The incident was taken seriously and considered an abduction from the get-go. The working theory was that Ann Marie knew who had taken her, as the chain lock on the front door would have had to be undone from the inside. Extensive research was done into sex offenders living in the Tacoma area, but no leads resulted from it. A teenage neighbor was also suspected and polygraphed – he passed two tests but investigators never let him go as a possible suspect. Another possible suspect was Ralph Larkee from Spokane, Washington. He was not suspected until 1964, when he kidnapped a 10 year old girl from Tacoma. He dropped her off unharmed. Larkee died by suicide when the FBI closed in on him. The Burrs received a ransom demand, but it ended up being not credible – the man simply saw an opportunity to make a quick buck off of someone’s suffering, and ended up being charged with disorderly conduct.
The Bundy Connection
Ted Bundy was 14 years old and lived relatively nearby at the time of Ann Marie’s disappearance. Bundy’s great uncle lived blocks from the Burr home, and Bundy had been known to visit frequently, which is likely how he came into contact with Ann Marie. Bundy was working as a paperboy at the time of Ann Marie’s disappearance as well, which would require physical stamina and long stretches of walking. So, while the distance between his home and Ann Marie’s was somewhat far – modern maps clock the distance at around an hour at normal walking speed – I don’t think this would be enough to keep him from acting out any compulsion or impulse he was experiencing. The voyeuristic aspects of the disappearance also align with a budding sexual sadist and power/control killer such as Bundy.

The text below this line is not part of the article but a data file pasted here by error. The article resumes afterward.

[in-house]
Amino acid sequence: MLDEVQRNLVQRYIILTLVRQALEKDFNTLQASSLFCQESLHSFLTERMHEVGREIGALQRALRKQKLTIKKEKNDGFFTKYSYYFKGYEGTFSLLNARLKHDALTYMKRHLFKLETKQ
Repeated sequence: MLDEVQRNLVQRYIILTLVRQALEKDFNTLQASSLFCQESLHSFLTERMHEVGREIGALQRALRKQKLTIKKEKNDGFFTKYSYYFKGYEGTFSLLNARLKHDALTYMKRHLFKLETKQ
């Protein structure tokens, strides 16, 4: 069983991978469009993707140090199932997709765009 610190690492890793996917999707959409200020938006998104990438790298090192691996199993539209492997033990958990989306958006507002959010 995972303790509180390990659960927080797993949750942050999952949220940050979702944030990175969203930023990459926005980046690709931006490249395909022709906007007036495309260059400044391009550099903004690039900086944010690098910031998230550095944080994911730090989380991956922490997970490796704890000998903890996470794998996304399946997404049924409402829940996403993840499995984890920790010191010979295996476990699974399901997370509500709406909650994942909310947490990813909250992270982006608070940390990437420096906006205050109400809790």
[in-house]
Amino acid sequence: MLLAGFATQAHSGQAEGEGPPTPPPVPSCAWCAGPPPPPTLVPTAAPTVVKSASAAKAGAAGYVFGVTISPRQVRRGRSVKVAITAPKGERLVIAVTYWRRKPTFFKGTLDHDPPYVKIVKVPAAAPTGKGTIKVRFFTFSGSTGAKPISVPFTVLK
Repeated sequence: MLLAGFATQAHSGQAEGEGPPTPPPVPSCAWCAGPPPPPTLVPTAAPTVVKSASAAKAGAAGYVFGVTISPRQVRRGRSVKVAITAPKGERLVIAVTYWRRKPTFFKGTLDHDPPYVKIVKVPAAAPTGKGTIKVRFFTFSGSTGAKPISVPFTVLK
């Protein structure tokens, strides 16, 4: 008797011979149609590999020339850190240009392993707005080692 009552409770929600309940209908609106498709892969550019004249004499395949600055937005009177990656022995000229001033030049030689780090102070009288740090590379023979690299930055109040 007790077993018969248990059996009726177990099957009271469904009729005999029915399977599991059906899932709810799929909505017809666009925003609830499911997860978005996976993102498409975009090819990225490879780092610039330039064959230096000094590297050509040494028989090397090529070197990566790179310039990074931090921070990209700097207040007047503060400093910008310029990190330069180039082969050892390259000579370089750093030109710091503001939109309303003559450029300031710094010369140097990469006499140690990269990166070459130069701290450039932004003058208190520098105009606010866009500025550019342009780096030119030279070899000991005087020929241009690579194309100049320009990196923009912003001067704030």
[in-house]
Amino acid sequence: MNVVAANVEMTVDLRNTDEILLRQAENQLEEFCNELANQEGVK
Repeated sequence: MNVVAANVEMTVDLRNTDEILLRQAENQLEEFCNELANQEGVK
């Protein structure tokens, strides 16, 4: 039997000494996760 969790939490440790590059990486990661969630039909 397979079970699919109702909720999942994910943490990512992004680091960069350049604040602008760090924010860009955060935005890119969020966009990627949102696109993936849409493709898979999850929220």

In death row interviews, Bundy told interviewers that he had committed murders that he would never take ownership of and would never speak of. He went on to say that those cases were too close to his family, committed too close to home, or the victims were too young. Ann Marie Burr exemplifies all three of those criteria. This is the closest Bundy got to admitting involvement.
In 2011, investigators attempted to use touch DNA from the crime scene to definitively link Bundy to the case. Unfortunately, due to the small sample size, a DNA profile could not be built out and was therefore unable to be linked to Bundy.
Personally, I don’t think that Bundy should be considered the only or even most plausible suspect in this case. It is very interesting that he was so familiar with the area and that he hinted there were cases he would never speak of, cases that seem to align perfectly with the circumstances of Ann Marie’s. It’s tempting to assign blame to Bundy, because that would mean there’s one less bad person out there. However, if Bundy is not responsible, whoever is responsible for Ann Marie’s disappearance is escaping justice. Ann Marie and her family deserve true justice, not a sensational means to an end. So I urge everyone reading this to keep their blinders off, no matter how tantalizing the Bundy link may be.
If you or anyone you know happens to have any leads, tips, or evidence in regards to Ann Marie’s disappearance, please get in contact with the proper authorities. This year will mark the 60th anniversary of her disappearance, and that is simply too long to wait for answers – her parents both died without knowing what happened, but her four siblings are still alive and looking for the truth. The Tacoma Police Department can be contacted at 253-798-4721. The contact person is Detective Devault and the Agency Case Number is 61-76685.